A Muslim receives an image of the Virgin as Booty. They seem in some way to be an answer to the policy of incorporation and domination articulated in the Cantigas, a visual statement that participates in the same courtly world while defying its message of the cosmic authority of Christianity.
There is, however, a longer history of representations of the hunt that informs the historical subconscious of the Alhambra paintings. They derive, like the hunt- ing images at the Alhambra, from more general statements of sovereignty that are shared, inherited by Muslims and Christians from Late Antique and Sassanian traditions, their original meanings intact.
Art History 18especiallyn. Pamplona Casket, detail of the Falconer. The Metro- politan Museum of Art. His victory is echoed throughout the casket on medallions that show wolves devouring deer; bears overcoming camels, eagles with their talons sinking deep into the bodies of doves.
These were covered with stucco decoration, on the outside inlayed with colored glass, and on the inner surface, painted in gold and blue. The inside face of the arcade was covered with images of cosmic mythological animals and the hunt: The Taifa palatial hunting scenes created a palimpsest of meanings with those that had been inherited from Roman tradition: In much of the Latin North authority was contingent and often medi- ated by feudalism; European rulers and aristocrats were not endowed with the cosmic imagery of absolute rulers like the Umayyads.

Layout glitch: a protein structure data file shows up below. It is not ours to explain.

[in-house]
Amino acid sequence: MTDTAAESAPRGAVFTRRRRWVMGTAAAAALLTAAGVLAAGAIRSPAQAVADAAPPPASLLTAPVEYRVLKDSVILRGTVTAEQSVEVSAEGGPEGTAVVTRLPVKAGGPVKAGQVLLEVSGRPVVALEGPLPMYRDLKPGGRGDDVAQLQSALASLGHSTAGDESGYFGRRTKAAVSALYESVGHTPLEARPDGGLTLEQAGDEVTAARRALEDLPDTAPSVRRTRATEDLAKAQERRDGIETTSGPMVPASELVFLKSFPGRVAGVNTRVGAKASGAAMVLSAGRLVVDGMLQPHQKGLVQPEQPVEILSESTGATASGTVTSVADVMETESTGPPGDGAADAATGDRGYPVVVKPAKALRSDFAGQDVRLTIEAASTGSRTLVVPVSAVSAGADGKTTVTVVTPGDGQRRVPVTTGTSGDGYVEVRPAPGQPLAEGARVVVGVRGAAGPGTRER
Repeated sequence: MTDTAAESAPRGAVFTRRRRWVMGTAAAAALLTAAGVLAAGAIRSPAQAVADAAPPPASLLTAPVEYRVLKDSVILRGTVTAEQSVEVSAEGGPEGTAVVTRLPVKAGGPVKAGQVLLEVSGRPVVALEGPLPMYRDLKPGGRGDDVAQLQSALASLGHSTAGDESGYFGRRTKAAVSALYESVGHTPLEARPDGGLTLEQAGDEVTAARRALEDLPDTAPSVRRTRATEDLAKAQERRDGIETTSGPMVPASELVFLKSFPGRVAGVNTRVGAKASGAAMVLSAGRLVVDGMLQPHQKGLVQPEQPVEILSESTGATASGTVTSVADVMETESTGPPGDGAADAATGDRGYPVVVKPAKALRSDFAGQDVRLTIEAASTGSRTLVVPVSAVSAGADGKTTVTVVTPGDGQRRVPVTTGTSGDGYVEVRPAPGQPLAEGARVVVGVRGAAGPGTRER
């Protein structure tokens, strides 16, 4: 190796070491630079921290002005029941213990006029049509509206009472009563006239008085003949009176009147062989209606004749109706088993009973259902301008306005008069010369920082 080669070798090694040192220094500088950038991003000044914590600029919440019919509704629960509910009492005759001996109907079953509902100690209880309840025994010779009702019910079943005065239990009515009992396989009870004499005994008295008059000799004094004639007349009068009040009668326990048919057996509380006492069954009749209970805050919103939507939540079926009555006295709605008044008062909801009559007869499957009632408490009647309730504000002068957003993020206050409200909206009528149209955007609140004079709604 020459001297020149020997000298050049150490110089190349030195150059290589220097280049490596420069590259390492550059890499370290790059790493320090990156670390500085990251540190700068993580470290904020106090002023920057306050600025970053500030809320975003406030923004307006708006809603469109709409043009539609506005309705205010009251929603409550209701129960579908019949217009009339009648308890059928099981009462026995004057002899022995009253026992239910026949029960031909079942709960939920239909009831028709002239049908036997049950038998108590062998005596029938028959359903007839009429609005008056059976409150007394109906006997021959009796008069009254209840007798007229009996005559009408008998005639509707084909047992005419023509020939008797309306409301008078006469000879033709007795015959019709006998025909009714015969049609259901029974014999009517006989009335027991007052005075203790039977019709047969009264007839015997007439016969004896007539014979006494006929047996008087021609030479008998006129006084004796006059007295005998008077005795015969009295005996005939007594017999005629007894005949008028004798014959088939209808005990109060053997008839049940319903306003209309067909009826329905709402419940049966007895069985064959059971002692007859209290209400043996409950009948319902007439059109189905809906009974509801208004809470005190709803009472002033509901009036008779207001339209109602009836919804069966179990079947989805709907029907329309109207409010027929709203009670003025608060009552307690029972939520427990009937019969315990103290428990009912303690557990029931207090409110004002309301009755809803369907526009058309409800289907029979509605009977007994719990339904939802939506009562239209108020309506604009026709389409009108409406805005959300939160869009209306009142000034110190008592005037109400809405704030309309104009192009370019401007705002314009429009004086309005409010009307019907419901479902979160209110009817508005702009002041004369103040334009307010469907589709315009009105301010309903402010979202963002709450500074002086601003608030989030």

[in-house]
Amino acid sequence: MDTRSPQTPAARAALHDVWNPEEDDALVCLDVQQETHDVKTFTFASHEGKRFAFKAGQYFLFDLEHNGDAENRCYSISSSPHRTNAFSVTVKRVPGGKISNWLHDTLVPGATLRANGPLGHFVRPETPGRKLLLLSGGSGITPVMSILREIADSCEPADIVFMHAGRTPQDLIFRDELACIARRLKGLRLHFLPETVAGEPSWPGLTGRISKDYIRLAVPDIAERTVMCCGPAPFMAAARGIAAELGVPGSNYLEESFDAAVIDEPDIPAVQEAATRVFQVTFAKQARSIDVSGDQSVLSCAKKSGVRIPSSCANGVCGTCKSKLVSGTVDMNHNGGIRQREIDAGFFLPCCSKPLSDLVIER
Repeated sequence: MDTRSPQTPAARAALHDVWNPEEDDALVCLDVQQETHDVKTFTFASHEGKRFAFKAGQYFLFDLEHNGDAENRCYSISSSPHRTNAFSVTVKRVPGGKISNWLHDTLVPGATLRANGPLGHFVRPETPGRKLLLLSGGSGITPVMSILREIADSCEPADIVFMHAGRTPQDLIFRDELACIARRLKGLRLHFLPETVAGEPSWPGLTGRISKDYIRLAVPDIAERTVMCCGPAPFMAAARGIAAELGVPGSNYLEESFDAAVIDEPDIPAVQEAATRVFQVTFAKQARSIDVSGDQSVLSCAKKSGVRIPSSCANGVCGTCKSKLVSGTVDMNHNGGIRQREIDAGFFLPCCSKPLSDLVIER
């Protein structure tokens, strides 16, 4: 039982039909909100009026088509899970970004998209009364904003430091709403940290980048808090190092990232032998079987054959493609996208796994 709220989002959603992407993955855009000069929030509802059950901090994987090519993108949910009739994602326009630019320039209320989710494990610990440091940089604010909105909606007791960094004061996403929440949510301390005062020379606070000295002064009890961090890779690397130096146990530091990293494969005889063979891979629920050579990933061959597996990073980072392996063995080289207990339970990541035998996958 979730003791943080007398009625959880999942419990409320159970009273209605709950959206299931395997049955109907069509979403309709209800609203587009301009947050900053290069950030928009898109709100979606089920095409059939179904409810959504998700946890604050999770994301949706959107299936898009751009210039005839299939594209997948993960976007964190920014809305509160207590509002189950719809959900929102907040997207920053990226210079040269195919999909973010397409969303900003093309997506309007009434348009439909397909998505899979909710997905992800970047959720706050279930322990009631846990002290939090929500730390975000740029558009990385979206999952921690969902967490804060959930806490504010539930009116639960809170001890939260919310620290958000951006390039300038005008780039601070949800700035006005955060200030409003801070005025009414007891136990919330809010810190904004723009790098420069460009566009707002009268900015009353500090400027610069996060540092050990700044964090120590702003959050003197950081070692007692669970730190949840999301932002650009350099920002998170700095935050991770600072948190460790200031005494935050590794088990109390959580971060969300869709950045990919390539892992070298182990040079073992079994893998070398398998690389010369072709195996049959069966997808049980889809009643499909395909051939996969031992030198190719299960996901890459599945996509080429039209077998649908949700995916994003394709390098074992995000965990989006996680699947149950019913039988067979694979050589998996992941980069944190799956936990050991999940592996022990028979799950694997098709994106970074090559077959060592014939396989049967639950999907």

But often they would grant hunting privileges to townspeople as an incentive to repopulate recently conquered areas. In this context, hunting becomes the terms in which sovereignty over the land is played out—a lordly prerogative to grant or withhold. Fink, Islamic Objects in Historical Context Leiden: Brill,pp.
The relationship between Lord and vassal
A twelfth-century manuscript, the Libro de los Testamentos, shows King Bermudo II conferring an Oliphant, with a sword and shield, on a bishopric. Oliphant, The Metropolitan Museum of Art. The Met- ropolitan Museum of Art. Many of the same images found on these Olifants are found in the extraor- dinary twelfth century paintings at the hermitage of San Baudelio de Ber- langa near Soria, along with other monumental images of the hunt. It is not that such ivory Olifants were the transmitters of this imagery, but rather because those images were part of a pan-Mediterranean language of the hunt as emblem of land ownership, lordship and authority.